AFTERSHOCK (Sundance FF 2022) – Review by Leslie Combemale

0 Flares 0 Flares ×

There’s an epidemic that has been raging way longer than the COVID pandemic. It’s the maternal mortality rate of Black women in this country. The statement in co-directors Paula Eiselt and Tonya Lewis Lee’s new documentary Aftershock by Black mother-to-be Felicia Ellis says it all. “A Black woman having a baby is like a Black man at a traffic stop with the police.” It articulates well the state of emergency for pregnant Black women across the US. Her story is one of the more optimistic ones represented in a film that is as important as it is difficult to watch.

The film centers on and examines two preventable deaths of young Black women due to complications of pregnancy or childbirth. The after-effects, or ‘aftershock’ of their loss to the bereaved fathers and the victims’ loved ones, and the new babies left without mothers is excruciating. Bruce McIntyre, Amber Rose Isaac’s partner, and Omari Maynard and Shawnee Benton Gibson, Shamony Gibson’s partner and mother, bring voice their experiences of loss, and to the injustice of Amber Rose and Shamony’s deaths. Watch the film to hear the stories of their pregnancies and births gone needlessly and horribly wrong. It is all due to apathy, racial profiling, misogyny, and a neglect that seems to be pervasive when deserving pregnant Black women seek to safely birth their babies. Shamony and Amber Rose are just two of the many, many women that fall victim to a broken medical system. Bruce McIntyre questions how we got to this dangerous place. “It was safer for our parents to have children than it is for us. Why is that?” As the filmmakers follow new fathers Bruce and Omari, viewers are a witness to their grief, their commitment to activism for systemic change in the maternal health space, and the growth of a loving brotherhood of Black men and fathers who have survived loss.

Eiselt and Lee then expand the examination to include communities across the country struggling with their own losses and challenges. The atmosphere of racial bias is in part responsible for these unacceptable statistics. The current medical establishment have rules and bottom line that have made it particularly unsafe for Black women to give birth in this country. The filmmakers include interviews of Shamony’s mother Shawnee Benton Gibson, who was already working for reproductive and maternal justice before the death of her daughter. We also see her, along with others effected by this crisis, actively engaged in activism, educating, working for legislative change like the Black Maternal Omnibus Bill), and demanding accountability from the medical community.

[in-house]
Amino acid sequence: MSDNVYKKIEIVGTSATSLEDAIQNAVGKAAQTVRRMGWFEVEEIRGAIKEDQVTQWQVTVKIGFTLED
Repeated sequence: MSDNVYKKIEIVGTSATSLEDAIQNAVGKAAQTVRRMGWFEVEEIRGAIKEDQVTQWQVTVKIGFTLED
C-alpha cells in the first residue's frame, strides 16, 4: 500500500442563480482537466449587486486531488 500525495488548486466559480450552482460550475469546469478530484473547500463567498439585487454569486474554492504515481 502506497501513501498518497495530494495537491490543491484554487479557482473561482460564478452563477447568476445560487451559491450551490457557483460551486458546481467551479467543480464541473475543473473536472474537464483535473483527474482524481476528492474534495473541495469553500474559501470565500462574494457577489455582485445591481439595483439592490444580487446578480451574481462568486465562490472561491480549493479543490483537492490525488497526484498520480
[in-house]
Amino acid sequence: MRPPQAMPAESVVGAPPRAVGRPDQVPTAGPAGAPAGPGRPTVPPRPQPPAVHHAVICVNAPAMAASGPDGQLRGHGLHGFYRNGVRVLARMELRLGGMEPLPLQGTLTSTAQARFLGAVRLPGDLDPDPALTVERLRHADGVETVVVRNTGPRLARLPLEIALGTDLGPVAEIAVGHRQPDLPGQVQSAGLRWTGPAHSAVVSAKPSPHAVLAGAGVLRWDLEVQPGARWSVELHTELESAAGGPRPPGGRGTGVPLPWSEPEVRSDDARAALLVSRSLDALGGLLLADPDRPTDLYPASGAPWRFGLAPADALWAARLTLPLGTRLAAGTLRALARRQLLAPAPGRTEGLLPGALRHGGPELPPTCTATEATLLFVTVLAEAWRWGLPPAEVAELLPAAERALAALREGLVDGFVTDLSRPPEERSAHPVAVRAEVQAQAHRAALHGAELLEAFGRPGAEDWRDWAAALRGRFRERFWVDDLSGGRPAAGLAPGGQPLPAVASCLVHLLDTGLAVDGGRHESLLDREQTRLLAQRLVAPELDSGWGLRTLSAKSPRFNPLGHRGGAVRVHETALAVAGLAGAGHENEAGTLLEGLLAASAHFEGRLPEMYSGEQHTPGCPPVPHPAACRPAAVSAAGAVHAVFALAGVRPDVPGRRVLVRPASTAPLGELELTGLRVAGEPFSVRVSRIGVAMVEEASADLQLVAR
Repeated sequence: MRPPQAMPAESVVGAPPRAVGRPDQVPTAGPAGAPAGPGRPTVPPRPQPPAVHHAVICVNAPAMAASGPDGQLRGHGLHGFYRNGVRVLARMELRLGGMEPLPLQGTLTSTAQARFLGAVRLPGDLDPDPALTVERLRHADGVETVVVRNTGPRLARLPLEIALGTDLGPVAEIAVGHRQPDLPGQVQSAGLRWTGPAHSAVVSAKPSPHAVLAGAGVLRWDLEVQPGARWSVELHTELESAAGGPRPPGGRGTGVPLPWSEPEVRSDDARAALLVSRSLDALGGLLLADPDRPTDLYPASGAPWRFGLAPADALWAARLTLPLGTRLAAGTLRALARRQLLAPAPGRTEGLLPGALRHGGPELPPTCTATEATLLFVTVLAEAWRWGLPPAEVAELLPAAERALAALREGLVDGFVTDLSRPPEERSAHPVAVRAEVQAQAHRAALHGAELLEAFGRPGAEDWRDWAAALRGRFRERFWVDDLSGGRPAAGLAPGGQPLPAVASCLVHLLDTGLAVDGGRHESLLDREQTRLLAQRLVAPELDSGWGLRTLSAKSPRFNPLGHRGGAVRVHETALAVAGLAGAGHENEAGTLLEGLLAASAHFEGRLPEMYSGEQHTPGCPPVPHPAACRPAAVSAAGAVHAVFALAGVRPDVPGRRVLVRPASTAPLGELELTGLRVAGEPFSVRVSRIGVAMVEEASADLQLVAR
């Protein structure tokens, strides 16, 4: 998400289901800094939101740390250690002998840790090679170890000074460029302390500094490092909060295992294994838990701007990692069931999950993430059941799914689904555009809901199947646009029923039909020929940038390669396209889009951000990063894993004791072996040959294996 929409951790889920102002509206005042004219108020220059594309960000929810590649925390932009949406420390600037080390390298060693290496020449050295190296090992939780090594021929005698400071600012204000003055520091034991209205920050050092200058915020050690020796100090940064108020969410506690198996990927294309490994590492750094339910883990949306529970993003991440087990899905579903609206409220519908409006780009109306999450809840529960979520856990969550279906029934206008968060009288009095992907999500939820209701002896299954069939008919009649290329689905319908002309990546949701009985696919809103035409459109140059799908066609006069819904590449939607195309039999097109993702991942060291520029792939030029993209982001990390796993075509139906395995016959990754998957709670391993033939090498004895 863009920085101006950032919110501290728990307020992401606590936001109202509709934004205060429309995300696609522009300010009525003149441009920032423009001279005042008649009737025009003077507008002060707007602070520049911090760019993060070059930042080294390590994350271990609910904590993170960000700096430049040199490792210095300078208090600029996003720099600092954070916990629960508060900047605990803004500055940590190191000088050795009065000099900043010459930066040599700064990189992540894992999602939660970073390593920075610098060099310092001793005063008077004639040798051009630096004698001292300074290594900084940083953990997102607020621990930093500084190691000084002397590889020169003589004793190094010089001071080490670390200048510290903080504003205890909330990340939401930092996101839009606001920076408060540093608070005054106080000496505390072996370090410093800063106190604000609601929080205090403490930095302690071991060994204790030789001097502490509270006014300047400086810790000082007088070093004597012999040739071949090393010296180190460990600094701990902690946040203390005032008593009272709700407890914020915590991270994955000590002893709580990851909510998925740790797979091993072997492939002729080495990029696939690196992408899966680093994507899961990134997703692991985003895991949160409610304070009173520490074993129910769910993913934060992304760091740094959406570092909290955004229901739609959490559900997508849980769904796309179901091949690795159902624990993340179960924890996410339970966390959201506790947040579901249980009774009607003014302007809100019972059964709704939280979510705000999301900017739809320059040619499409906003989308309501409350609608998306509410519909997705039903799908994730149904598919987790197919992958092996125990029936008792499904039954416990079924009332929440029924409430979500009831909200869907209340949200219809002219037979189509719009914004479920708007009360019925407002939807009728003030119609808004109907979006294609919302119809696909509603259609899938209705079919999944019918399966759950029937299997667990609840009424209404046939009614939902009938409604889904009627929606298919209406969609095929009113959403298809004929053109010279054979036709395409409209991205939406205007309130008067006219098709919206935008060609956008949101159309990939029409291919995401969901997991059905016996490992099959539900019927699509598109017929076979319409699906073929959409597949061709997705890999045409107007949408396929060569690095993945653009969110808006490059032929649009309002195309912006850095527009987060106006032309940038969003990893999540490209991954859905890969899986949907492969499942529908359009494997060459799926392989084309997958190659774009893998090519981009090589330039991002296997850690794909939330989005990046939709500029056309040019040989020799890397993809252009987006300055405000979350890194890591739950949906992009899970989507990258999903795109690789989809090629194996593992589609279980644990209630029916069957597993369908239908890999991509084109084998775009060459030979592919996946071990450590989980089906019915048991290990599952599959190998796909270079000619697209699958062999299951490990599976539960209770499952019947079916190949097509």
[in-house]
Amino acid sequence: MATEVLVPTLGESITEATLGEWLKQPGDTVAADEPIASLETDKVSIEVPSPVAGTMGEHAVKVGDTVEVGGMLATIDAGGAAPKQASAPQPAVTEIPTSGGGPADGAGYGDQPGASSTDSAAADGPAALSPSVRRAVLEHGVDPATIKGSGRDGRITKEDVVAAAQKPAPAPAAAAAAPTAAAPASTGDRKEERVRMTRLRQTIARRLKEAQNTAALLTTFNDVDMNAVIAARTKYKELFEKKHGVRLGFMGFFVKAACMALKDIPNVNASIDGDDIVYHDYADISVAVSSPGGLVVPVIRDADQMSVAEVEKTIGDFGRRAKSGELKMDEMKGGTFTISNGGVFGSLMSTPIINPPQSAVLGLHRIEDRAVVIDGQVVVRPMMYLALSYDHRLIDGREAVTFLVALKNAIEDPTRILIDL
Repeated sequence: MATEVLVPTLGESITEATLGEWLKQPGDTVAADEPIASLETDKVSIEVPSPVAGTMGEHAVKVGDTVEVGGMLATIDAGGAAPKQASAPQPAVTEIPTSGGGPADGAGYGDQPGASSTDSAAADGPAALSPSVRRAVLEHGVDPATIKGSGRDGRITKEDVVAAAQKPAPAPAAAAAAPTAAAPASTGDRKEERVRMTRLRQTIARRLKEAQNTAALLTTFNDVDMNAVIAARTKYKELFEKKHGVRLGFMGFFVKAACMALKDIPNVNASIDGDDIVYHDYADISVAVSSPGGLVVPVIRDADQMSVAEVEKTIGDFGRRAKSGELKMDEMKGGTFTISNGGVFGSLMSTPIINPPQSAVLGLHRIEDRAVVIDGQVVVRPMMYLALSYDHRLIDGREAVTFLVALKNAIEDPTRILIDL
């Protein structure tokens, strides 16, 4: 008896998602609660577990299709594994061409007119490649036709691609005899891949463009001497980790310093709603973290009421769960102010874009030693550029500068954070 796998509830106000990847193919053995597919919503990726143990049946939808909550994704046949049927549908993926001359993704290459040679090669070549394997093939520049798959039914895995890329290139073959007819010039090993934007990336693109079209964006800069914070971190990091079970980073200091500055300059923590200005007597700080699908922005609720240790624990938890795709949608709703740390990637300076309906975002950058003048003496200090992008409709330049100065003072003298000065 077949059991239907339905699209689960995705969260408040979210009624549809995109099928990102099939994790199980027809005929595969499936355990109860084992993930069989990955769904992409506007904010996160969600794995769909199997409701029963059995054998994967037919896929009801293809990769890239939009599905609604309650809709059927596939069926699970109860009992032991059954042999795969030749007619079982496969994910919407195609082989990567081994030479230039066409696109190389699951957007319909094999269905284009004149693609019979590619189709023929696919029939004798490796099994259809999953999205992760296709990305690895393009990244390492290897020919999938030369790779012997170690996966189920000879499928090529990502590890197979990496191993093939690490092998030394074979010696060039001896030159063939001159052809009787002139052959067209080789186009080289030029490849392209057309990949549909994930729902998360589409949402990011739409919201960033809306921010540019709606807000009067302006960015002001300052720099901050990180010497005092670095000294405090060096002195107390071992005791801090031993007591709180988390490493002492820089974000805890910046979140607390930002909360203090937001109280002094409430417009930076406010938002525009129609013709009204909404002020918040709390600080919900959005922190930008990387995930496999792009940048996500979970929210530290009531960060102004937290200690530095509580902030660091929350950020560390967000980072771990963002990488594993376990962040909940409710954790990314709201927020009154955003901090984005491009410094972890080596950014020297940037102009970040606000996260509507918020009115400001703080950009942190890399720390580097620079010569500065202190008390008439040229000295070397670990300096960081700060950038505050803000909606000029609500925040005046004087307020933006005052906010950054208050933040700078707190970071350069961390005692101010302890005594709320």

Also profiled is Professor of Obstetrics and Gynecology at Harvard School of Medicine Neel Shaw, who sees the problem and the need for change. In Tulsa, he speaks to health professionals at Hillcrest Medical Center, where the overall percentage of Black women who give birth is 10%, but represent 20% of deaths. Shaw knows it is indicative of an alarming and unacceptable nationwide trend. “I believe the wellbeing of moms is a bellwether for our society in general. That’s why is shows up in maternal health and maternal health outcomes.”

As dark and sad as much of this film can be, it also, incredibly, finds ways to show hope and joy. Armed with the knowledge of risk she takes on as a pregnant Black woman, Felicia Ellis and her partner seek out a birthing center in hopes of creating a better outcome. Of course like most in the US, the center doesn’t take insurance. Still, as affirmed in the documentary, it is an environment in which the safety, comfort, and bodily autonomy of the mother-to-be are of paramount concern, and still trumps financial interest. Also beautifully captured, and all too uncommonly exampled in either documentary or narrative film, is the true strength, openness, and compassion of the many dedicated Black fathers out there. Bruce, Omari, and many other Black men who find themselves in the same situation are shown supporting and uplifting each other, and working to make sure these painful losses don’t happen any more than is absolutely necessary. They and all the film’s subjects want Black mothers to feel safe giving birth in the US. If enough people see Aftershock, it will raise awareness so that together we can help end a crisis that in increasingly failing our sisters around the country.

5 out of 5 stars

0 Flares Twitter 0 Facebook 0 0 Flares ×

Leslie Combemale

Leslie Combemale writes as Cinema Siren on her own website, CinemaSiren.com, and is a frequent contributor to MPA's TheCredits.org, where she interviews filmmakers above and below the line, with a focus on women and diverse voices. She is the Senior Contributor at AWFJ.org. Leslie is in her 9th year as producer and moderator of the influential "Women Rocking Hollywood" panel at San Diego Comic-Con. She is a world-renowned expert on cinema art and her film art gallery, ArtInsights, located near DC, has celebrated cinema art and artists for 30 years.